Lisa Parola and Giuseppe Gabellone

In the last few decades, within the field of visual arts, sculpture has been relegated to a nearly ancillary role, for a long time passed over by some reinterpretations of specific historical avant-garde and neo-avant-garde forms. Under such a redefinition of fields and perspectives, only recently, at an international level, some artists sensed a strong urgency to review the idea of sculpture in an attempt to reposition it within the complex and fluid dimension of contemporaneity.  To Giuseppe Gabellone (Brindisi, 1973) the visual research has always been a matter of sculpture.

Giuseppe Gabellone: Such an inclination towards sculpture came by itself, but its acknowledgement and acceptance helped me to clarify the borders inside which my work developed across the time. To reduce the ocean to a see can sometimes be useful. Then everyone is free to interpret it however he likes. The fact that my research can be lead back to the field of sculpture is no constraint in reading my work: I feel that talking about my work in terms of sculpture helps the definition of myself and reassures me. The definition “art” is not enough specific to describe my work, at least for me.

Lisa Parola:  Within Gabellone sculpture, practices and points of view act side by side intertwining matters, forms and media that expand inside the exhibition room thus creating a single conceit connecting the work and the place.

GG: I am interested most of all in the work of those artists who keep on expanding, destroying and bending the idea of sculpture.

LP: Many of the artist’s works, since the staircase of Periodo in 1997 and, not too differently, also the interweaving of Nodo or Fumo in 2011, seem to strive not only against the space holding them but also with the very idea of sculpture, meant as a too strictly defined territory, at times asphyxiating and impermeable.  Gabellone chooses instead to keep the form open and to rather face the frictions drawing it by putting in dialogue the sculpture encumbrance with other light and nearly immaterial elements such as light or color. Color and sculpture: a complex relationship, that, in the recent artist’s works, the two elements nevertheless withhold in a nearly contracted way. Some minimal, linear forms seem to take shape from unknown color schemes; acid green, brown, a not too customary purple, pale yellows. But when does color become matter?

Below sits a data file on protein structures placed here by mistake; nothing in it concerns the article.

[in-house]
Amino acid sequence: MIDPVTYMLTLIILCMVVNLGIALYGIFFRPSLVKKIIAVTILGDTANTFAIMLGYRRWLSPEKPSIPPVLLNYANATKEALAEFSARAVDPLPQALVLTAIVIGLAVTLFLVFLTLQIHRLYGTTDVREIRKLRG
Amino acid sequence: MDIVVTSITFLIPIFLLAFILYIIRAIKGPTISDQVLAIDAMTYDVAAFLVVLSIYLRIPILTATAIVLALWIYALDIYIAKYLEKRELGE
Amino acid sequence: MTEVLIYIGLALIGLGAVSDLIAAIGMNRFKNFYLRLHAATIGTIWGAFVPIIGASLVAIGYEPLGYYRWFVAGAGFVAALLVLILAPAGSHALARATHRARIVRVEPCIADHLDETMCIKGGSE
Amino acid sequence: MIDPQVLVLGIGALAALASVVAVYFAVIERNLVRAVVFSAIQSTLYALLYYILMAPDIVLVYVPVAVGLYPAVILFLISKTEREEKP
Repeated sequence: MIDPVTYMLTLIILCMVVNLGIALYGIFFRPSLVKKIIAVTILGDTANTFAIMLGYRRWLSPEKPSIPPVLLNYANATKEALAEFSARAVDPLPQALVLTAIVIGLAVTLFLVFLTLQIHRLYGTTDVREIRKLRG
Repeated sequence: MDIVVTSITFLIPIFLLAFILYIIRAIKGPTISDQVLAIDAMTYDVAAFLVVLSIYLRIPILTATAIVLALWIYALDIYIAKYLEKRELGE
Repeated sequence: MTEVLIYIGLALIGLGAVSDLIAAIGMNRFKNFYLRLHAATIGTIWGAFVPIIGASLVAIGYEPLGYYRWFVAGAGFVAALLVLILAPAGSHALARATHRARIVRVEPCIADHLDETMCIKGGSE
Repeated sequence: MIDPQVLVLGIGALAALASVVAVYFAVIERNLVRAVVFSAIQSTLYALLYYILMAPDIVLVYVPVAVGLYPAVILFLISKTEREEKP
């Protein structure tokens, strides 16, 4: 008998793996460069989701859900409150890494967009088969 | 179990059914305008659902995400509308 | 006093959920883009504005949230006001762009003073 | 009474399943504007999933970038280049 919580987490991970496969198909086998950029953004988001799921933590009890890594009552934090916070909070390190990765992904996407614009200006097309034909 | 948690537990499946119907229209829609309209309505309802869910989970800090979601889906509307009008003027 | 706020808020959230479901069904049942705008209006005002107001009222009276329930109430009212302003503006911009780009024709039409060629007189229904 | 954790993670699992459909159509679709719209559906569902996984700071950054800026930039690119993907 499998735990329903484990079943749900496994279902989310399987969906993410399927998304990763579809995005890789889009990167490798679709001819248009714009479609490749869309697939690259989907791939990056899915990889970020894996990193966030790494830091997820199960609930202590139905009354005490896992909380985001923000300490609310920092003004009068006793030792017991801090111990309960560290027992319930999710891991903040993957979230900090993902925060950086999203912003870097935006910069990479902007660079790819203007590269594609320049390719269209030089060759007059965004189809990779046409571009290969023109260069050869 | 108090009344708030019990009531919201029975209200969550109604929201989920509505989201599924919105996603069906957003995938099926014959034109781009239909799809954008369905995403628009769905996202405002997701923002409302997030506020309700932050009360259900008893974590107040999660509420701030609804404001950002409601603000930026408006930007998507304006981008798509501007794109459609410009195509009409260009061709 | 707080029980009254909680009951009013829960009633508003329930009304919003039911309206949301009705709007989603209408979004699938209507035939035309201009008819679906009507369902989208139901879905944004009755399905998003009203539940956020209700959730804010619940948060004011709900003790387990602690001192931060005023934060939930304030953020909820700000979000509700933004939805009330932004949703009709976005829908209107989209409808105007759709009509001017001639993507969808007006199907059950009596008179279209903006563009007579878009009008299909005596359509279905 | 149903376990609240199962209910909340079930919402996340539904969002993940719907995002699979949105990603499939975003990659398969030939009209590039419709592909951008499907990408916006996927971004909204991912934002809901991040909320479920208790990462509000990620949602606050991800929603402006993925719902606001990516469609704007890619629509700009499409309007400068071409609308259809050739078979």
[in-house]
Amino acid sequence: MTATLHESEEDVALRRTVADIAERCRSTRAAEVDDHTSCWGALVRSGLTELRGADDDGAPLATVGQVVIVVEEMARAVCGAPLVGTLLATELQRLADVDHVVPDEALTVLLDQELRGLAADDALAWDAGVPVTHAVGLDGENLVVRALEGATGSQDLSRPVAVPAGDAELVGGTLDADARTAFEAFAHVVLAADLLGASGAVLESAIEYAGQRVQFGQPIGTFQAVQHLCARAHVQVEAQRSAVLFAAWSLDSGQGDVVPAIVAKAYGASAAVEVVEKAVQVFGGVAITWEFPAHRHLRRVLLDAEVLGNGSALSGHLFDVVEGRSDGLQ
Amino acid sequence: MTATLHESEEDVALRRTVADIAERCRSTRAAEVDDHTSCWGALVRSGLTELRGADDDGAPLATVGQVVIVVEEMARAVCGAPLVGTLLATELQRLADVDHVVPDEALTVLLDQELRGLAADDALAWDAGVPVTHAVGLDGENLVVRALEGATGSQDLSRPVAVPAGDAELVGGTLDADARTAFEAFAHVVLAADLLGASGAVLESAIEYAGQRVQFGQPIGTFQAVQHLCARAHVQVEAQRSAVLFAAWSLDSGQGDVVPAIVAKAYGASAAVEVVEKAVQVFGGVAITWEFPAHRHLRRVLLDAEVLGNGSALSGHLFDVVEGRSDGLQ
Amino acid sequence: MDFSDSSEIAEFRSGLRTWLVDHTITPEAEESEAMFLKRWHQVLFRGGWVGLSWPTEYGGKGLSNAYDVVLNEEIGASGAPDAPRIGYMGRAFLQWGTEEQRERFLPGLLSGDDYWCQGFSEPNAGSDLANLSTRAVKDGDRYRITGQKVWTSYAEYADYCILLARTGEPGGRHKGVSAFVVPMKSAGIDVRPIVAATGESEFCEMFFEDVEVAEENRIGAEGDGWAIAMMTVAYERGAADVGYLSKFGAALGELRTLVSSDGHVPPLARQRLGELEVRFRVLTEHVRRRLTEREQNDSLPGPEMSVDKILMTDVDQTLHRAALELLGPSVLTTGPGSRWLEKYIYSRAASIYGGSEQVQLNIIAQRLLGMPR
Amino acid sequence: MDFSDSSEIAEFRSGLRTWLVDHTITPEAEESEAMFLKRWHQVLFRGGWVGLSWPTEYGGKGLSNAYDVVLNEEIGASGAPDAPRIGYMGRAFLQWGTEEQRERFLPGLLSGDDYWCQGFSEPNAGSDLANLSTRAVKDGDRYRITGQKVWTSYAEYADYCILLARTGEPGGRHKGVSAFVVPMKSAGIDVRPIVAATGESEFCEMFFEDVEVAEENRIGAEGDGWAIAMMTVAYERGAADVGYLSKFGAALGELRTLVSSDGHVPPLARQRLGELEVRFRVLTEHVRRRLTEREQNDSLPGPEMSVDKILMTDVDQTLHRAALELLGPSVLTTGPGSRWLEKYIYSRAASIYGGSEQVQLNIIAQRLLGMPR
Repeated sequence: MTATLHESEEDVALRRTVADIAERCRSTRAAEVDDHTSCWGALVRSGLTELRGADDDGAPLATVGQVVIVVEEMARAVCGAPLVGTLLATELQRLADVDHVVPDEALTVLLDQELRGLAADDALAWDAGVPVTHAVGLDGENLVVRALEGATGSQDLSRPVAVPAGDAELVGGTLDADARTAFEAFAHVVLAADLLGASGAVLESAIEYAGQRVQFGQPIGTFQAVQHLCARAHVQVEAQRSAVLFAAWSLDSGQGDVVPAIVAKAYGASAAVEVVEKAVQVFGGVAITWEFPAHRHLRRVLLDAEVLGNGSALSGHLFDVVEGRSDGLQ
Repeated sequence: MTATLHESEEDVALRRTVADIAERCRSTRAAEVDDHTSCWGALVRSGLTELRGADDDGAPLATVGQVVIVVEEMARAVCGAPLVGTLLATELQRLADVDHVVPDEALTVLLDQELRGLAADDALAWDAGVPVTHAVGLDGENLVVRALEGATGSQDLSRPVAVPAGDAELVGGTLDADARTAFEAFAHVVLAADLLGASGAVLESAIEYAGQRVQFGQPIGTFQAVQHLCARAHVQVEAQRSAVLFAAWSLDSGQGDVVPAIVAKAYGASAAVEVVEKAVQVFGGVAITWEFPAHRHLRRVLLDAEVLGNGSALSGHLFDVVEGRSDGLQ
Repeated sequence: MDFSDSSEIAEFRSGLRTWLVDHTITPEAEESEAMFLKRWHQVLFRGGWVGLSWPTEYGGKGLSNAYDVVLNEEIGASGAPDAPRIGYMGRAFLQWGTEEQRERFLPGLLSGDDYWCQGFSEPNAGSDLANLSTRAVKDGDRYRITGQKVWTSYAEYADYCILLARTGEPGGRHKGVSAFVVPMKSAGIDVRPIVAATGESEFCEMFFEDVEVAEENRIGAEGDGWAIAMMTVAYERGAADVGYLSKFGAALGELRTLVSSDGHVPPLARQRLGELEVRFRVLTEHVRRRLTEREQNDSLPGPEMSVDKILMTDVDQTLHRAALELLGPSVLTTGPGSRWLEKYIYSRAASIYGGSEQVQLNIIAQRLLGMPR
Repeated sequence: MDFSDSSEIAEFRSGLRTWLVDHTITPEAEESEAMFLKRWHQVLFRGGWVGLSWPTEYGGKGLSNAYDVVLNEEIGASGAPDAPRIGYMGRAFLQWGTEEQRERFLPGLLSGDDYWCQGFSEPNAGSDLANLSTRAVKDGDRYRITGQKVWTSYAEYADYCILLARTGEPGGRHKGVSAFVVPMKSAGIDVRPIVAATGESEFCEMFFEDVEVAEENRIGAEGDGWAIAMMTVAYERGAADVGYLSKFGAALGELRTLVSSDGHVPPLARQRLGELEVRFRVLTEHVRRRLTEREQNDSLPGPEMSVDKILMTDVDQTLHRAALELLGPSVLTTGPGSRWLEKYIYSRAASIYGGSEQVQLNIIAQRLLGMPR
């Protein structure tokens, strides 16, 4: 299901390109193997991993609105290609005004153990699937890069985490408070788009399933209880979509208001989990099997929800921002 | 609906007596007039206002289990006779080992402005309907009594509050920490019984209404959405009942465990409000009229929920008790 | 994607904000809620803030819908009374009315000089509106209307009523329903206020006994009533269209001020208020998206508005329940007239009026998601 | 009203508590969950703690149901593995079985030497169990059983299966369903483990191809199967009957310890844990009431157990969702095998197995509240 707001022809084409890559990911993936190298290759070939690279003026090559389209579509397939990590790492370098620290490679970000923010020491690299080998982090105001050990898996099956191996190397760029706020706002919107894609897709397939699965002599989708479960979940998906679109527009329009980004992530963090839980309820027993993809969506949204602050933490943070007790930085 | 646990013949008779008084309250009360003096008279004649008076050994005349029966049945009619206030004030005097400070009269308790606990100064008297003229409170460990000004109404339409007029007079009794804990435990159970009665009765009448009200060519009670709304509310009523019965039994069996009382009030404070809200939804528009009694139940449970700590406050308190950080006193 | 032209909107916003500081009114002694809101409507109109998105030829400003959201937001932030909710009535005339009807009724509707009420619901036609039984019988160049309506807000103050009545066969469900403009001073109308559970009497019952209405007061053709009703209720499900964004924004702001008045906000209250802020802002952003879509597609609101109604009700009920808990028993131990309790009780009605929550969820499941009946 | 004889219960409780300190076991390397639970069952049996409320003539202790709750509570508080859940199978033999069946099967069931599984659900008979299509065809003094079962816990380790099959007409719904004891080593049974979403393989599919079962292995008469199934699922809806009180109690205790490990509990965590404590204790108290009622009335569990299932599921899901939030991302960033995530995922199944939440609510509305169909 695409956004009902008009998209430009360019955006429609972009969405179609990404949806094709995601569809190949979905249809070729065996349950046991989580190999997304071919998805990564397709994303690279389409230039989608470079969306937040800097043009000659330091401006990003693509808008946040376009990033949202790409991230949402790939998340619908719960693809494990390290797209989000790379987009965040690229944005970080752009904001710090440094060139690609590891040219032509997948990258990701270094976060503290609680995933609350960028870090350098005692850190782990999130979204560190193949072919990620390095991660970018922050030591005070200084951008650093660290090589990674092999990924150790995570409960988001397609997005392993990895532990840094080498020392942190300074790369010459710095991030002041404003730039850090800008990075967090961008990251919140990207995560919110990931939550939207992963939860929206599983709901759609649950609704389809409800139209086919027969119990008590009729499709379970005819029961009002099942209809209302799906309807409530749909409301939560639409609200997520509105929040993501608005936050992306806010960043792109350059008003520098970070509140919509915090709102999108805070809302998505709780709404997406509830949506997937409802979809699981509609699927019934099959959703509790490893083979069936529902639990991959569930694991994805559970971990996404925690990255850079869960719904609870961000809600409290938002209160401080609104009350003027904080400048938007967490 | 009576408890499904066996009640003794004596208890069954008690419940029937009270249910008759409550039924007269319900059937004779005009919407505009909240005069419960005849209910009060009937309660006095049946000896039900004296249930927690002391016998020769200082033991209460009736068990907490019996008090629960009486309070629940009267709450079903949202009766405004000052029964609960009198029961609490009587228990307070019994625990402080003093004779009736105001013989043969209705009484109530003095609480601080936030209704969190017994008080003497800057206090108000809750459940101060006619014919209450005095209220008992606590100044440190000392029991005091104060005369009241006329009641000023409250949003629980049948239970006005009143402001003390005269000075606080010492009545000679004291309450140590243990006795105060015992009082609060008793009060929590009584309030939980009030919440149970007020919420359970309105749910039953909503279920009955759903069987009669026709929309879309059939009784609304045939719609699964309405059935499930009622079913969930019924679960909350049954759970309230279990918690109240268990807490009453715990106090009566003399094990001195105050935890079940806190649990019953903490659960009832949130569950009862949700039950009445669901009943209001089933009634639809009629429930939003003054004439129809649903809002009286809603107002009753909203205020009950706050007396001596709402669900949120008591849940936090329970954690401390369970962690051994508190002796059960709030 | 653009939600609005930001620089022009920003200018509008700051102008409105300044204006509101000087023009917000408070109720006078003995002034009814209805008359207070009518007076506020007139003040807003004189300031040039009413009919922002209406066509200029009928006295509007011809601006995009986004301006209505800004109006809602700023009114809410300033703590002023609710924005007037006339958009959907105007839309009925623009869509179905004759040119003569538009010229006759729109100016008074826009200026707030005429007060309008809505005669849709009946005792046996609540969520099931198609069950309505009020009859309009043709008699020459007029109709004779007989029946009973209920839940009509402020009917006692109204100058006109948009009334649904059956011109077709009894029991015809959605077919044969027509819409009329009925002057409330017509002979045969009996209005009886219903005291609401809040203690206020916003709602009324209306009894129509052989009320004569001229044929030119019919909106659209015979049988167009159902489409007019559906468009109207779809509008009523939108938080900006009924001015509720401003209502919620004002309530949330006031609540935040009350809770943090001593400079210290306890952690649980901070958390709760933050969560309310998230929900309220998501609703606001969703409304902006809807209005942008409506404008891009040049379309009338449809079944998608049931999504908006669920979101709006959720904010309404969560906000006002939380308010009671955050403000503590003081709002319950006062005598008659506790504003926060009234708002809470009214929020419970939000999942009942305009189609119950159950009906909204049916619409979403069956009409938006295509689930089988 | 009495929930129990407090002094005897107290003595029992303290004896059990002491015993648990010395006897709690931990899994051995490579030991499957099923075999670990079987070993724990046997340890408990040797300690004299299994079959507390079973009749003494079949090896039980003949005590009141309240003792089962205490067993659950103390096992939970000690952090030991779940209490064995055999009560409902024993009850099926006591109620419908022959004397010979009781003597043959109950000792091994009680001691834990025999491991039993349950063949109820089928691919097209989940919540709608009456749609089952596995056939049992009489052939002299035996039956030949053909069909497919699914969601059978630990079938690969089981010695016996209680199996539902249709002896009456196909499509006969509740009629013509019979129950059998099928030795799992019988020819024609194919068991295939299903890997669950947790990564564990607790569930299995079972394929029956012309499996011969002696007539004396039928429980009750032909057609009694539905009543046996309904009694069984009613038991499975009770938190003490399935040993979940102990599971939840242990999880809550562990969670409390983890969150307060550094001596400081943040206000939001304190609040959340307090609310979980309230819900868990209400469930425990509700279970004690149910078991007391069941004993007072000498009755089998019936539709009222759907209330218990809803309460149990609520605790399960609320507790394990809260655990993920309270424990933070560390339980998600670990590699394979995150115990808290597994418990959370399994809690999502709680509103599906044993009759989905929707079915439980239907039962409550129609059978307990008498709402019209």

GG: Color is an element that in my work developed mostly during the last few years. Even though every now and then, it was already present in the first works too. But previously I used mainly the colors of the materials, natural or industrial (so as they are released). In my idea of sculpture, I always thought of color as the element that contributes to the character of sculpture, making it vivid or dramatic, fragile or vigorous, obvious or ambiguous, maybe even something else, who knows. In this respect, I often preferred to use a single hue by producing monochromes, in order to amplify from time to time a single and only character. I rarely color coat a sculpture, I rather try to find materials that are already colored or I use pure pigments in order to directly dye the material.

LP: Many of the contemporary artistic researches are inquiring sculpture again also from an historical point of view, through some reinterpretations of the matter and the form. In an historical perspective, what artists or art movements intersect the contemporary works, what echoes and stories come back in those works?

GG: To set my work in an historical perspective? I just wouldn’t know… I only can tell that across the time I freely drew from the work of the artists who fascinated me from time to time. For sure those of Arte Povera and Conceptual Art, most of all in the beginning. But it much depends on the period too. In this moment, for example, the work of Antony Caro interests me much, because of how he uses color but also for his own way of reflecting on sculpture in relationship with space and with the proportion of whoever walks around it.

LP: It is as if sometimes the Italian artist forced himself to transform the sculpture (matter) into something immaterial (light, color, motion), where, almost always, it is the immaterial element the one occupying the environment, by attacking it. Like the stinging sculptures of 2006, in which the reflection is what fragments, cuts the space and somehow also the Japanese polyurethane bas reliefs that fragment the space by sticking out forward.

GG: They are two different types of works that because of their own nature are opposite. The sculptures of mirrors are intentionally rejecting, on the contrary the Japanese ones take you in. That inner angle generated between the two scenes (upper and lower) lead who is  watching them to get closer, to get in and get lost among the details.

LP: Maybe it’s just those fragments, those folds what pieces together an important part of his research. It is in what nearly looks like waste that we find the sculpture of Gabellone. The work now on display at Quartz in Turin and the exhibition at Zero in Milan… where do they go to? How much and in what way do the formal and poetic aspect dialogue within your work?

GG: I like the works that with their presence somehow succeed to change the space around them. This is perhaps a direction.